Should Argentina Offer Bitcoin Bonds to Follow El Salvador?

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JAN3 CEO Sam­son Mow argues that Argenti­na should offer Bit­coin bonds and tran­si­tion to using Bit­coin as a legal currency.

Mow sug­gest­ed that Argen­tine Bit­coin bonds could raise cap­i­tal for anoth­er income-gen­er­at­ing activ­i­ty whose pro­ceeds can be used to pay bond coupons and buy more Bitcoin.

Bitcoin bonds in Argentina?

Mow also believes that Bit­coin could be phased in as a nation­al cur­ren­cy to replace the peso. The peso is under­go­ing rapid deval­u­a­tion due to a tan­gled web of poli­cies that have failed to sta­bi­lize its val­ue. He advis­es tran­si­tion­ing from pesos to dol­lars and then from dol­lars to Bitcoin.

He also believes that, like El Sal­vador, Argen­tines can mine Bit­coin using rel­a­tive­ly cheap nat­ur­al gas and ener­gy from untapped hydro­elec­tric sources. 

“Since Argenti­na has abun­dant ener­gy, it could sim­ply mine Bit­coin. That is, buy Bit­coin with elec­tric­i­ty,” Mow sug­gest­ed.

Mow has thus far not engaged with Argen­tine lead­ers on the pos­si­bil­i­ty of bit­coin bonds in the coun­try but has played a vital role in devel­op­ing the Sal­vado­ran Bit­coin bond issuance.

El Sal­vador mines Bit­coin using geot­her­mal ener­gy gen­er­at­ed through vol­canic activ­i­ty from the Con­ch­agua vol­cano in the Gulf of Fonseca.

The Sal­vado­ran pro­gram roll­out took a step in the right direc­tion yes­ter­day after a pres­i­den­tial spokesper­son pub­lished a pres­i­den­tial bill sub­mit­ted to law­mak­ers that seek to cre­ate a legal frame­work for the bonds. 

HODLing Bitcoin

Since adopt­ing Bit­coin as legal ten­der in Sep­tem­ber 2021, El Salvador’s pres­i­dent Nay­ib Bukele has faced back­lash from the Inter­na­tion­al Mon­e­tary Fund and rat­ings agency Moody’s, which said that the country’s Bit­coin trades raised its risk pro­file. The coun­try has also faced tech­ni­cal issues with its Chi­vo wal­let.

How­ev­er, despite hic­cups, Bit­coin pay­ments have gained pop­u­lar­i­ty, being accept­ed at hotels, restau­rants, pool halls, and even street ven­dors. A small­er ven­dor can hold Bit­coin, while big­ger busi­ness­es use it as a mar­ket­ing strategy.

Bitcoin BTC

Argen­tines, on the oth­er hand, have tra­di­tion­al­ly looked to the U.S. dol­lar as a safe haven long-term asset. But that strat­e­gy was thwart­ed by the gov­ern­ment. They lim­it the dol­lar pur­chas­es to $200 and charge hefty tax­es on dol­lar-denom­i­nat­ed transactions.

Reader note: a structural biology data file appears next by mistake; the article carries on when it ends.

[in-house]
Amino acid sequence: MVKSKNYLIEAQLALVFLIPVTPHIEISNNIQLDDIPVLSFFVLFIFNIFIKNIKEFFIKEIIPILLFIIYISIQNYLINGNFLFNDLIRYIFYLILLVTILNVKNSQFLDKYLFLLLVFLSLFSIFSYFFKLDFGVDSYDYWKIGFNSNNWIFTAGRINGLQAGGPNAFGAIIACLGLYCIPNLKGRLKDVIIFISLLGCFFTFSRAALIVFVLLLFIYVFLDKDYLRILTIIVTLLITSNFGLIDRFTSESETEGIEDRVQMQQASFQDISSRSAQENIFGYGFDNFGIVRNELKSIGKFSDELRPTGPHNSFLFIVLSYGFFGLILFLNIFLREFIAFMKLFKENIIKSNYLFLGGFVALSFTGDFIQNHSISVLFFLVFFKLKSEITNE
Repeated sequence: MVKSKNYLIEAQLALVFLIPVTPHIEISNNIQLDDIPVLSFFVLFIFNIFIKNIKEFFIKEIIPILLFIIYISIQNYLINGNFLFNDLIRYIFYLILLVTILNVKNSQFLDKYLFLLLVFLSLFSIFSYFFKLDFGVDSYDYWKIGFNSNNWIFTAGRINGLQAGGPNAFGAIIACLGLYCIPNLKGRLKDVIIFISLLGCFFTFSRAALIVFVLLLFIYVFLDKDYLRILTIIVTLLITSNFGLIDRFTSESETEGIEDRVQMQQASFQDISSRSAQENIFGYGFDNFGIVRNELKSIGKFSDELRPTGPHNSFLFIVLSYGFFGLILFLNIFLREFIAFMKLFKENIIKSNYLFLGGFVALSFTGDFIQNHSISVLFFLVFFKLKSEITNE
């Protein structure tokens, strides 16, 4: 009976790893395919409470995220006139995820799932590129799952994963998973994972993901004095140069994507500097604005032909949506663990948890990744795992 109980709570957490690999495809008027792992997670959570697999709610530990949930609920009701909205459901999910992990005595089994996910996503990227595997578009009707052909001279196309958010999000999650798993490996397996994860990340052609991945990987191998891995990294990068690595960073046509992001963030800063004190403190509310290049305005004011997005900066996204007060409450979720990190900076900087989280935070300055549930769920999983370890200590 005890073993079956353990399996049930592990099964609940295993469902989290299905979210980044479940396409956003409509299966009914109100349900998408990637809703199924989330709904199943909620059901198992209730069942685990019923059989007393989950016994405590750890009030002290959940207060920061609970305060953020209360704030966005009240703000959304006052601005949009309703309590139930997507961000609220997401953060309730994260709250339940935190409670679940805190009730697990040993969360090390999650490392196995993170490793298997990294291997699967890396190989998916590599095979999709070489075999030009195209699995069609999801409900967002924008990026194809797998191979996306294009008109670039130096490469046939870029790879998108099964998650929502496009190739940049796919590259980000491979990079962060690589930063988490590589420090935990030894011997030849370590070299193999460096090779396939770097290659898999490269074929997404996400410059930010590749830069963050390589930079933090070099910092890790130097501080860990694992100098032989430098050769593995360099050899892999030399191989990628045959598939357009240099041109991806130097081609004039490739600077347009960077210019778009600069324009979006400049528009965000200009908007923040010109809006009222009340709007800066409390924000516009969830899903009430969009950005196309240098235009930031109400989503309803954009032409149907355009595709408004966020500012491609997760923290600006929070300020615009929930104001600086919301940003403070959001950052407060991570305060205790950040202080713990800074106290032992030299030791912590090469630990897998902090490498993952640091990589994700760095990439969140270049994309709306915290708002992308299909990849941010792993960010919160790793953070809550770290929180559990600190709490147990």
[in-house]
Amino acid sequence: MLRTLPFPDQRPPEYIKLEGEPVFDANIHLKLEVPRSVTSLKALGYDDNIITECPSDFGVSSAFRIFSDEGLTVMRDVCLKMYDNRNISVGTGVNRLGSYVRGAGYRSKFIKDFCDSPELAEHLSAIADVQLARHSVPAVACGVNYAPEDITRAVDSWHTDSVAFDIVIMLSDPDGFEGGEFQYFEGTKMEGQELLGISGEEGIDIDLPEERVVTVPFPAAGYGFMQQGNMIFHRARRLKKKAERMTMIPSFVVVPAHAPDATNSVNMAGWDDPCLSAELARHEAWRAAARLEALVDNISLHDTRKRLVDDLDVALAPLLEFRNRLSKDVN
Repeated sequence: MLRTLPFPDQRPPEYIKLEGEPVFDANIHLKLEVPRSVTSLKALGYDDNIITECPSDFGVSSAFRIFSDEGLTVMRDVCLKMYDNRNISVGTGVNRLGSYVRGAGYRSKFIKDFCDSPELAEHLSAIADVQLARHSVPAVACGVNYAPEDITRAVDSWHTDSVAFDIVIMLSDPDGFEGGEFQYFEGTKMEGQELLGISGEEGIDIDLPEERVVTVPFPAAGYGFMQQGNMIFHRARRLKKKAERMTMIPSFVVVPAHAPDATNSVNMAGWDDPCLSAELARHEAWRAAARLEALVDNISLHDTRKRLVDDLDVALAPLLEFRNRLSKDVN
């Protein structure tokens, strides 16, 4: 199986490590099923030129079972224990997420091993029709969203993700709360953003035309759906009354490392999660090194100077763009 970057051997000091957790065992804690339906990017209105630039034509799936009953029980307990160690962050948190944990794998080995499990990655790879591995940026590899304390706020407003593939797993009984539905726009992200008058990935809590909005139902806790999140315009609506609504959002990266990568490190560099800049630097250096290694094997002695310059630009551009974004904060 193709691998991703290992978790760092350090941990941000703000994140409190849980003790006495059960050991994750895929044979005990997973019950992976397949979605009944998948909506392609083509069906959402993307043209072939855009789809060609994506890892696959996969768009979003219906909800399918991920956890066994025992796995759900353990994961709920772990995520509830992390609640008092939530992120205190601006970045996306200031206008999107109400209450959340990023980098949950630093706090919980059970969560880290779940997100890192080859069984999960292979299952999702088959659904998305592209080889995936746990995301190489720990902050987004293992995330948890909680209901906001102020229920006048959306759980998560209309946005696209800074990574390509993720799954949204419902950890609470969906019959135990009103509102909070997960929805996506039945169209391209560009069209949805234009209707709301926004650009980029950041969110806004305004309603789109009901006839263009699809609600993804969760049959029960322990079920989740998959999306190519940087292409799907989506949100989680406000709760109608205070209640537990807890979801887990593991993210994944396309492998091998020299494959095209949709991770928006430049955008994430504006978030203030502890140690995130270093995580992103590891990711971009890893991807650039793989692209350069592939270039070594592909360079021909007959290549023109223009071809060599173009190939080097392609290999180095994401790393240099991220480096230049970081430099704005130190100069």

Despite its volatil­i­ty, Argen­tines now pre­fer Bit­coin over the peso and the dol­lar. Accord­ing to an Aug. 2022 piece by the New York Times, about one-third of Argen­tines trad­ed cryp­tocur­ren­cies at least once a month. They find it eas­i­er to cope with Bitcoin’s short-term volatil­i­ty than with the nation­al currency’s devaluation. 

BTC isn’t the issue, say Bitcoin faithful

The recent col­lapse of cryp­to exchange FTX and the crim­i­nal accu­sa­tions pil­ing up against its for­mer CEO, Sam Bankman-Fried, has drawn atten­tion to whether cryp­tocur­ren­cies like Bit­coin are a prob­lem or whether the col­lapse is sim­ply an issue of irre­spon­si­ble busi­ness practices.

Bit­coin max­i­mal­ists like MicroS­trat­e­gy exec­u­tive chair­man Michael Say­lor were quick to dis­tance Bit­coin from the FTX sit­u­a­tion, argu­ing that unlike most cryp­tocur­ren­cies on exchanges, Bit­coin is a com­mod­i­ty rather than a secu­ri­ty. Fur­ther­more, Say­lor argues that it does not need an issuer. It also does it need to be held by any­one oth­er than the owner.

In a CNBC inter­view on Nov. 17, 2022, Strike CEO Jack Mallers said that the FTX saga was “noth­ing oth­er than absolute­ly dis­gust­ing and mali­cious crime,” and that it was an inflec­tion point where peo­ple are begin­ning to real­ize “that there’s Bit­coin and there’s every­thing else.”

For Be[In]Crypto’s lat­est Bit­coin (BTC) analy­sis, click here.


All the infor­ma­tion con­tained on our web­site is pub­lished in good faith and for gen­er­al infor­ma­tion pur­pos­es only. Any action the read­er takes upon the infor­ma­tion found on our web­site is strict­ly at their own risk.

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